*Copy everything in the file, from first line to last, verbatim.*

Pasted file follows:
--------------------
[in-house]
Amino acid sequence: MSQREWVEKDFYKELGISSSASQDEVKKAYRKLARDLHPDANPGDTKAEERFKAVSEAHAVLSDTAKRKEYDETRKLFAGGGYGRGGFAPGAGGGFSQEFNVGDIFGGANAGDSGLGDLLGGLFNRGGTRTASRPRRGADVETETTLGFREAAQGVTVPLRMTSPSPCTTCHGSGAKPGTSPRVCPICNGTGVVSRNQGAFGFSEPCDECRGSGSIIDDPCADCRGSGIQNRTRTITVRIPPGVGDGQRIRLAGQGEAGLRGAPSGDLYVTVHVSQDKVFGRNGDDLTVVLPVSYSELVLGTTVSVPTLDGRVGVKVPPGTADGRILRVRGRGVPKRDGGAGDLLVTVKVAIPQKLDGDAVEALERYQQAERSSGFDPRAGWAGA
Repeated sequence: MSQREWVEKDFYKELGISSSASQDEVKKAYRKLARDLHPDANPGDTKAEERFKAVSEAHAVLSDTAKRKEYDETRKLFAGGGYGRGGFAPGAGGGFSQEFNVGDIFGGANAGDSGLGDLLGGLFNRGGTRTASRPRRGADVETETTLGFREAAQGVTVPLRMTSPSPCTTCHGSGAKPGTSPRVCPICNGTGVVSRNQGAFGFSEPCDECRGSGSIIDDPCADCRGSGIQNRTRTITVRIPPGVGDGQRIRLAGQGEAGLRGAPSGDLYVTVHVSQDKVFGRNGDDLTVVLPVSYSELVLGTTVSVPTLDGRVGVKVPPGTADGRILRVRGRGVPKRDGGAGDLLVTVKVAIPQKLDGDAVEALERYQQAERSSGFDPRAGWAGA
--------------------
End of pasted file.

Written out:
[in-house]
Amino acid sequence: MSQREWVEKDFYKELGISSSASQDEVKKAYRKLARDLHPDANPGDTKAEERFKAVSEAHAVLSDTAKRKEYDETRKLFAGGGYGRGGFAPGAGGGFSQEFNVGDIFGGANAGDSGLGDLLGGLFNRGGTRTASRPRRGADVETETTLGFREAAQGVTVPLRMTSPSPCTTCHGSGAKPGTSPRVCPICNGTGVVSRNQGAFGFSEPCDECRGSGSIIDDPCADCRGSGIQNRTRTITVRIPPGVGDGQRIRLAGQGEAGLRGAPSGDLYVTVHVSQDKVFGRNGDDLTVVLPVSYSELVLGTTVSVPTLDGRVGVKVPPGTADGRILRVRGRGVPKRDGGAGDLLVTVKVAIPQKLDGDAVEALERYQQAERSSGFDPRAGWAGA
Repeated sequence: MSQREWVEKDFYKELGISSSASQDEVKKAYRKLARDLHPDANPGDTKAEERFKAVSEAHAVLSDTAKRKEYDETRKLFAGGGYGRGGFAPGAGGGFSQEFNVGDIFGGANAGDSGLGDLLGGLFNRGGTRTASRPRRGADVETETTLGFREAAQGVTVPLRMTSPSPCTTCHGSGAKPGTSPRVCPICNGTGVVSRNQGAFGFSEPCDECRGSGSIIDDPCADCRGSGIQNRTRTITVRIPPGVGDGQRIRLAGQGEAGLRGAPSGDLYVTVHVSQDKVFGRNGDDLTVVLPVSYSELVLGTTVSVPTLDGRVGVKVPPGTADGRILRVRGRGVPKRDGGAGDLLVTVKVAIPQKLDGDAVEALERYQQAERSSGFDPRAGWAGA